After this excitement we decided to search for the Glaucous Gull one more time. We were lamenting the difficulty in finding this and Cameron was remarking how he usually finds 1 Glaucous for every 3-4 Iceland’s and suddenly he excitedly shouted out, “I’ve got one!” This gull was a big bruiser, roughing up every gull that came close to it and in general causing a ruckus wherever it went. I managed to get a few identifiable photos, notice the pale wing tips, large size and black tipped bill. The Glaucous and Black-headed Gulls have advanced my PA list to 245, a modest number that will hopefully grow in the next few years.

Another Ontelaunee sunset

I headed to Lake Ontelaunee again this evening to witness the growing numbers of gulls roosting on the lake. Apparently most of them are spending their days near a dump in Morgantown and then headed to Ontelaunee to roost. This evening there were again almost 2000 gulls, this time with a high percentage of Herrings than last time. I estimated about 500 Herring Gulls and 1200 Ring-billed Gulls. Also notable were the 3 adult Lesser and 1 adult Great Black-backed Gulls. I was looking especially hard for some of the white winged gulls (Iceland, Kumlien’s, Glaucous) but came up empty handed. Picked up two more birds for the year though to bring my total to a measly total of 53. Hopefully I will have lots of time next week to explore and bird as I spend my first week in Maryland, setting up the apartment I will be living in for the first few months of grad school.

52. Pied-billed Grebe
53. Horned Grebe

Ontelaunee Black-backed Gulls

Today was a good day for gulls at Ontelaunee. When I arrived there were several hundred circling around in the air, giving a shimmering effect when they banked and caught the sunlight just right. They almost gave the impression of snow. While they were getting their act together and collecting to a more impressive flock of 1600 or so, I scanned the flocks of geese and ducks. Only one each of Tundra Swan and Snow Goose but in all the groups of Canada Geese I did find one smaller goose which was potentially a Cackling Goose. Recently split from the Canada Goose, Cackling Geese are significantly smaller and have short stubby bill. It can be quite a recreational activity combing through big flocks of Canada Geese in hopes of seeing one of these smaller, more rare geese.

By this point the circling gull flocks were fairly impressive so I drove to a spot where I could scan through them when they were in the water. Mostly Ring-billed Gulls of course but a nice smattering of Herrings, mostly immatures, here and there. As I reached the far end of the flock I noticed some gulls that were significantly darker. Zooming in I counted 5 Great Black-backed Gulls and 8 Lesser Black-backed Gulls. The count of LBBG’s is easily the highest I have seen at Ontelaunee and is a real testament to the rapid range expansion that the species is exhibiting in the Eastern US.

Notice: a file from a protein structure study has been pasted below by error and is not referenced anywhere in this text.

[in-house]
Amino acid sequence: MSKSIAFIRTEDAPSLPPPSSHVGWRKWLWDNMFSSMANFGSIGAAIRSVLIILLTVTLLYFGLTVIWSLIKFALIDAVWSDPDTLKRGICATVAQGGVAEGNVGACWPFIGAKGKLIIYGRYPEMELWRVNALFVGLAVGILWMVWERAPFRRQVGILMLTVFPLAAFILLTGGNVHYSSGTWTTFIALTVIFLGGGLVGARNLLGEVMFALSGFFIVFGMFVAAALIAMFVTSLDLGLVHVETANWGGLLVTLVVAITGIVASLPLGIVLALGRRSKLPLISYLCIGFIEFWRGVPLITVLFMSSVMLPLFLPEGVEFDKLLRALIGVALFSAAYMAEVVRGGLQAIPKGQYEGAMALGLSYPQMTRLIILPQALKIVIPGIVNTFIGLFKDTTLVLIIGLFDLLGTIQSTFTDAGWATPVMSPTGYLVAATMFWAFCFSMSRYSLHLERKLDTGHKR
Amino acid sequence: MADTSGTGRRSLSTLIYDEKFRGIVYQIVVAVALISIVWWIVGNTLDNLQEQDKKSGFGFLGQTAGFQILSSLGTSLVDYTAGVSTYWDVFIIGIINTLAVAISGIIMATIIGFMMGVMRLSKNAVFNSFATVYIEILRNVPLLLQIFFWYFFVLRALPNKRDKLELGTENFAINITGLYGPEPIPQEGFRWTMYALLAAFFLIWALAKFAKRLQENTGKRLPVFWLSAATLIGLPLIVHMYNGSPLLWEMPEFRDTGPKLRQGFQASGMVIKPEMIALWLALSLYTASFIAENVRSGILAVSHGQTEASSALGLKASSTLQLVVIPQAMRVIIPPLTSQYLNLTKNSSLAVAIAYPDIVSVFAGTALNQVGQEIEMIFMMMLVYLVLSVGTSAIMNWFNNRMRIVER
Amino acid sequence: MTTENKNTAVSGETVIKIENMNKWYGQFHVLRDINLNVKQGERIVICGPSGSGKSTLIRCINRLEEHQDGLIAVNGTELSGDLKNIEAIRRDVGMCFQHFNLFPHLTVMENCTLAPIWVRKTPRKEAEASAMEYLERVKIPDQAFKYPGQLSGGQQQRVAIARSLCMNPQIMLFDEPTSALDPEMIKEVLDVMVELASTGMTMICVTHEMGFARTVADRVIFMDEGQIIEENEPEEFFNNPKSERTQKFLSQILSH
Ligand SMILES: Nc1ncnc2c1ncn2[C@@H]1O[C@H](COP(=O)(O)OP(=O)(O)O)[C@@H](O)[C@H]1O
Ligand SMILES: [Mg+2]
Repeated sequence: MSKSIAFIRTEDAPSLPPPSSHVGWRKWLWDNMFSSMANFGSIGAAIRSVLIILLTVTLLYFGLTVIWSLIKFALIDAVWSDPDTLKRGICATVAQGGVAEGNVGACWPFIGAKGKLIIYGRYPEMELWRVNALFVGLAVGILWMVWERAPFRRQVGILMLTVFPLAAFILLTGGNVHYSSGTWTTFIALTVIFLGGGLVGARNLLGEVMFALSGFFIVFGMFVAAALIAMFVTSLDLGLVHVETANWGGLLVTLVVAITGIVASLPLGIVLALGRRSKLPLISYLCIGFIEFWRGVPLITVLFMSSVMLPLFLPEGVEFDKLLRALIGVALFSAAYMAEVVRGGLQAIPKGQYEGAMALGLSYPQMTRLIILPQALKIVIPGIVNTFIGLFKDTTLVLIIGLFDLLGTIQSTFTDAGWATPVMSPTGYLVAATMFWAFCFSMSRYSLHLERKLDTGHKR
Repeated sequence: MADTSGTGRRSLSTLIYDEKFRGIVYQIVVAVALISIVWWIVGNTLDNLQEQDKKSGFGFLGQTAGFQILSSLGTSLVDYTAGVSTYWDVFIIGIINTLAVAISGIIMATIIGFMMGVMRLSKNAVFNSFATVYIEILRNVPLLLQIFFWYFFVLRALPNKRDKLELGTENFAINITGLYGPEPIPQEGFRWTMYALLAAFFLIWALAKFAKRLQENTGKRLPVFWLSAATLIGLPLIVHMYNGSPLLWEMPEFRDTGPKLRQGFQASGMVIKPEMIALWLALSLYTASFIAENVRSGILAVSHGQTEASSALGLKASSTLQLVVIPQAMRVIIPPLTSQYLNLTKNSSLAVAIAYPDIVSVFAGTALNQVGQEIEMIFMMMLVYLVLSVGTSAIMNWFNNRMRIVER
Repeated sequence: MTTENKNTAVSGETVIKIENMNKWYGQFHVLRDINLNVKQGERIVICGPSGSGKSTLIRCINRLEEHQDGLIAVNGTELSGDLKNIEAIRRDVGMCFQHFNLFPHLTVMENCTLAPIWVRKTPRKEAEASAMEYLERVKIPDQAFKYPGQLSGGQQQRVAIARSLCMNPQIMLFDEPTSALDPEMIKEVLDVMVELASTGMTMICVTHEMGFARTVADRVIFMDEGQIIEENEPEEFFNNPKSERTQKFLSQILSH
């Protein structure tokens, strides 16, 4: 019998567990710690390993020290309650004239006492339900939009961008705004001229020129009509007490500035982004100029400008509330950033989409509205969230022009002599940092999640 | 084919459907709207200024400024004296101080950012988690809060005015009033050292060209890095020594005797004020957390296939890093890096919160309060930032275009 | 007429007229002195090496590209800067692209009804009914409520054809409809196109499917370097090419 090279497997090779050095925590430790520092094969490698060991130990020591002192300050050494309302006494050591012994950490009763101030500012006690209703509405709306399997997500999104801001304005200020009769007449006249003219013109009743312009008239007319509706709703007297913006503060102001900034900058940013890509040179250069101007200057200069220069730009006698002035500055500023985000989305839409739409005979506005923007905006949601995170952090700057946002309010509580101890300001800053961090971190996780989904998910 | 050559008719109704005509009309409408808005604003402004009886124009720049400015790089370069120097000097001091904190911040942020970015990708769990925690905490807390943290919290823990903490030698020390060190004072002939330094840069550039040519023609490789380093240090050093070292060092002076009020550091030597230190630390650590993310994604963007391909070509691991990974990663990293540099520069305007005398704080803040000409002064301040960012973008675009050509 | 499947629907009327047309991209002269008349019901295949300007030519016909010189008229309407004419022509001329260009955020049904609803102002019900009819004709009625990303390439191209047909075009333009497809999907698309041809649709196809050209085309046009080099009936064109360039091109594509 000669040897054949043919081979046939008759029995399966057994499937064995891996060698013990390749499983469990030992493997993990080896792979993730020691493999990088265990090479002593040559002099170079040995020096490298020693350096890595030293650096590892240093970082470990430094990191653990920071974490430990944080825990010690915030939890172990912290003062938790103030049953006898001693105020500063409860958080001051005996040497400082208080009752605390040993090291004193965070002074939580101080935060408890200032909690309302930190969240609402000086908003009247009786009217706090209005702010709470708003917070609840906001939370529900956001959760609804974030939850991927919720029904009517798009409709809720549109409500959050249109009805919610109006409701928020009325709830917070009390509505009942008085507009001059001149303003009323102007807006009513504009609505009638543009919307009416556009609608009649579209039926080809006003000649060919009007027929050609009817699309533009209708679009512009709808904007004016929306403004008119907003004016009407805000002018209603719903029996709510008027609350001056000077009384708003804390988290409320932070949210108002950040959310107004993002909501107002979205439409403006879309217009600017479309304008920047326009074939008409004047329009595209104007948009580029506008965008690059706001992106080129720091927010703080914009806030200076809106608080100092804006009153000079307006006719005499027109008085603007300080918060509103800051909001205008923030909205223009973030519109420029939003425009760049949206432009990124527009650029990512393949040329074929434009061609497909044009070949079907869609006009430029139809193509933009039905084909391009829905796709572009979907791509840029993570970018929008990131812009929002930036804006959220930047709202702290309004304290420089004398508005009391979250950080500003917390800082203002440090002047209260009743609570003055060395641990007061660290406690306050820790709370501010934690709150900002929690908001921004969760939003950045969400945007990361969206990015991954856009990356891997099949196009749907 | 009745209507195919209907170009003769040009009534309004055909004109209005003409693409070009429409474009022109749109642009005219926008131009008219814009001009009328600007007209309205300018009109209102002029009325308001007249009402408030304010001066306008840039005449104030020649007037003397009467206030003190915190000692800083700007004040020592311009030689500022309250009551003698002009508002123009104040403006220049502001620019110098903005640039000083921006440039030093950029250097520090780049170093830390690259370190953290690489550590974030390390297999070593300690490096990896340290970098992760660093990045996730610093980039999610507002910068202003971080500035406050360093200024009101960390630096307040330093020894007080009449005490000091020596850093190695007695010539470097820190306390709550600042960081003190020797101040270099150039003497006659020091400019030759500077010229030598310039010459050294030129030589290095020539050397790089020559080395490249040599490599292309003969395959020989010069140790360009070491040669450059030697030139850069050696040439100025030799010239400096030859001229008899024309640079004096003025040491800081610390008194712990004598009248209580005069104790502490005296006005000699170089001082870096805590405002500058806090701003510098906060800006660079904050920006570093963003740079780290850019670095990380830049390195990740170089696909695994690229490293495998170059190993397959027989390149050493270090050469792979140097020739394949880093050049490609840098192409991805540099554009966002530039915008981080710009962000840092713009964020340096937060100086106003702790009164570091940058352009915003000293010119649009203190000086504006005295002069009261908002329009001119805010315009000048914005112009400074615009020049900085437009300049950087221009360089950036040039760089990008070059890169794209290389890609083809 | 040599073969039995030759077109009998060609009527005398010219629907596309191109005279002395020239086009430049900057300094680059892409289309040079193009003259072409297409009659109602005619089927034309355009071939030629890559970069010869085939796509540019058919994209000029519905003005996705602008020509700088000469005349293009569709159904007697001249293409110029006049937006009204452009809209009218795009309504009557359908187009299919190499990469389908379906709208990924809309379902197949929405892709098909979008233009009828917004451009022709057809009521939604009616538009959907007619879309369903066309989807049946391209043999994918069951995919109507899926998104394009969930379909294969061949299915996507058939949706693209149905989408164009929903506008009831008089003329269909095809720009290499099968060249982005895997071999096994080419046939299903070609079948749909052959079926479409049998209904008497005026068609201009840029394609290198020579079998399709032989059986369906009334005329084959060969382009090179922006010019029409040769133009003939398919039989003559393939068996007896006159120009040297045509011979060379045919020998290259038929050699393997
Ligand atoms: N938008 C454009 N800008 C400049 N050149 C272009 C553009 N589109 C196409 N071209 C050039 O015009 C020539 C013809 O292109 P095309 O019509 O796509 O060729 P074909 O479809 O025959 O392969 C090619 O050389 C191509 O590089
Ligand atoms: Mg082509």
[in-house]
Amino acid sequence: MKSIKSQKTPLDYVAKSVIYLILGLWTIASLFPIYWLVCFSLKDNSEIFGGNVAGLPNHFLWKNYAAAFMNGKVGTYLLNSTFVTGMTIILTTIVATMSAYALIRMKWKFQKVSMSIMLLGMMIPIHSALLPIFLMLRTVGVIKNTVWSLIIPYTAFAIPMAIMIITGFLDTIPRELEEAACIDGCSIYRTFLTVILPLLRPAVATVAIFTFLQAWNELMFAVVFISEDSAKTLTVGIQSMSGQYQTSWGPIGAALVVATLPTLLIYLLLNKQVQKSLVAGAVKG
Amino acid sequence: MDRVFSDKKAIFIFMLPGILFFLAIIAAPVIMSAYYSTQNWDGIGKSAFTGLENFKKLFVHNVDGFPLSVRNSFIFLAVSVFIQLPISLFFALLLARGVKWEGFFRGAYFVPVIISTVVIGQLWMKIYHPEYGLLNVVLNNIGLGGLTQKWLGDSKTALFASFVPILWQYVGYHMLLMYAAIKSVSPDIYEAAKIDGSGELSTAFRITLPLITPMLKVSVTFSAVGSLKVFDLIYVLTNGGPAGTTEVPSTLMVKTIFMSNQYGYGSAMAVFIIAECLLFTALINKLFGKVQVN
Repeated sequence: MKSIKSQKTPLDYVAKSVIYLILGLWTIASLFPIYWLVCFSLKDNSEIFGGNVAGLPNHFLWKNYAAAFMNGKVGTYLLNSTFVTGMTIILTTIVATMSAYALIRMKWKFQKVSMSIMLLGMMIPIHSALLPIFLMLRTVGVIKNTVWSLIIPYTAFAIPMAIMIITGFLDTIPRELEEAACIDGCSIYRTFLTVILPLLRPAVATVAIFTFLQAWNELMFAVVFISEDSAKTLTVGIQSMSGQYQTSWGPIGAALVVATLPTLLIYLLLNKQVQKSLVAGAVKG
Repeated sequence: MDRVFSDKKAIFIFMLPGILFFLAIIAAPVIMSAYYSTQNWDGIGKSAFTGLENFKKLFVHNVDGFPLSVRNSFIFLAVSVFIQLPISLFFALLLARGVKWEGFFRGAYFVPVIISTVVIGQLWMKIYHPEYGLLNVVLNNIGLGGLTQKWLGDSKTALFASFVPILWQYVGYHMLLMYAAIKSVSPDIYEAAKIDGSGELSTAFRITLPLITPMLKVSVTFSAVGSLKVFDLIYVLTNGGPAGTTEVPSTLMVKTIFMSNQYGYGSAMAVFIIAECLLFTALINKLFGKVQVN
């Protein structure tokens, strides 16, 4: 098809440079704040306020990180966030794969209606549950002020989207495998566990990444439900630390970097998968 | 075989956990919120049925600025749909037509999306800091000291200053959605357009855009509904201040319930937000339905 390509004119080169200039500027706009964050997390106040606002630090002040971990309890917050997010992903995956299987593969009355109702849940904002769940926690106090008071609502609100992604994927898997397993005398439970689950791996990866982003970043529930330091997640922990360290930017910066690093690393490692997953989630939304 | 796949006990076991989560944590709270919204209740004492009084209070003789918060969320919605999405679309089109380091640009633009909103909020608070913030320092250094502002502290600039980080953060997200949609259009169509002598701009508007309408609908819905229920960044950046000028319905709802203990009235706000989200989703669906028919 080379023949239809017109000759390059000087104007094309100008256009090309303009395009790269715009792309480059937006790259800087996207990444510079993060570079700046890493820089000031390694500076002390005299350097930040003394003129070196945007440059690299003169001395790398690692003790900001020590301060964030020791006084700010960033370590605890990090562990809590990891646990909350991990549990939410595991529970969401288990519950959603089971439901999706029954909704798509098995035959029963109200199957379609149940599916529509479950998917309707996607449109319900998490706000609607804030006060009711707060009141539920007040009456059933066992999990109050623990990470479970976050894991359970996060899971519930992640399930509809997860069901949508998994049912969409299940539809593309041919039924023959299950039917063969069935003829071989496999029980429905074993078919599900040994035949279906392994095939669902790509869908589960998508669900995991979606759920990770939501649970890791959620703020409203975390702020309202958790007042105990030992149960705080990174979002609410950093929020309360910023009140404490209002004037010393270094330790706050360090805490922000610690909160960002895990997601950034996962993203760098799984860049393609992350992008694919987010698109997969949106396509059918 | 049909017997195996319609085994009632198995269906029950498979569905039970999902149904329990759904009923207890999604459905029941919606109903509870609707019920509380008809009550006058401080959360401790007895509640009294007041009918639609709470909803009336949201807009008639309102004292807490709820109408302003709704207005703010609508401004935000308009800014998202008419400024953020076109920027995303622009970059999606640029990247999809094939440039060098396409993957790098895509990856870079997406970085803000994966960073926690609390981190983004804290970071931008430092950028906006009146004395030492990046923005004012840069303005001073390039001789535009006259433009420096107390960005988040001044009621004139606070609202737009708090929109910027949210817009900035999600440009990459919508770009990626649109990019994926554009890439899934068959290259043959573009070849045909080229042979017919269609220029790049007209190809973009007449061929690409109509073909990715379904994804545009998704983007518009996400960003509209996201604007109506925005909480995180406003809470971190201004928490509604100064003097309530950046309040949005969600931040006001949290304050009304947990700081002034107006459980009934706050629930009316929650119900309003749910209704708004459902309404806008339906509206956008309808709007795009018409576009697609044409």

The Hungry Herring

While at Barnegat Light State Park in New Jersey late last year I was lucky enough to photograph a Herring Gull chopping down on a nice looking sea star. I normally associate sea stars with Florida or the West Coast because that is where I have seen the most and so I was surprised at first when I recognized the gull’s victim. Gulls are not picky eaters. In fact, Birds of North America (BNA) states that Herring Gulls are a “generalist predator on pelagic and intertidal marine invertebrates, fishes, insects, other seabirds, and adults, eggs, and young of congeners. Opportunistic scavenger on fish, carrion, human refuse.” BNA also says that they swallow small prey items whole while large prey items (gastropods, bivalves, sea urchins, crabs) are broken up and eaten or dropped on rocks to break them open.

Herring Gull eating a starfish

This guy really juggled the sea star around trying to fit it down his throat. He seemed frustrated that no matter which way he turned the sea star, its legs were still sticking out and he could not get it down his throat. As I left, he managed to get the sea star further down his throat but still had no luck as far as actually swallowing it.

Strike three for Thayer’s

Well, I have been to Memorial Lake 3 times now to see the Thayer’s Gull and last night was the closest I have come to see it. It showed up as it was getting dark and Tom Johnson gave me a call that he was seeing it from across the lake. My mistake was trying to see it from where I was rather than whipping over to his location. By the time I finally did go over to the other vantage point it was much too dark to get a satisfactory look. I am fairly positive that I actually saw the bird but I don’t like to count things when I am not 100% positive that I know what I am looking at.
There were good numbers of other gulls as well. I counted at least 50 Great Black-backed Gulls, 3 Lesser Black-backed Gulls along with 100’s of Ring-billed and Herring Gulls. A small group of A. Coot and 2 Common Mergansers boosted the diversity a tad.

The only other exciting news was the report of an Ash-throated Flycatcher in Lititz, PA. If I can manage to find this bird tomorrow it will be a life bird!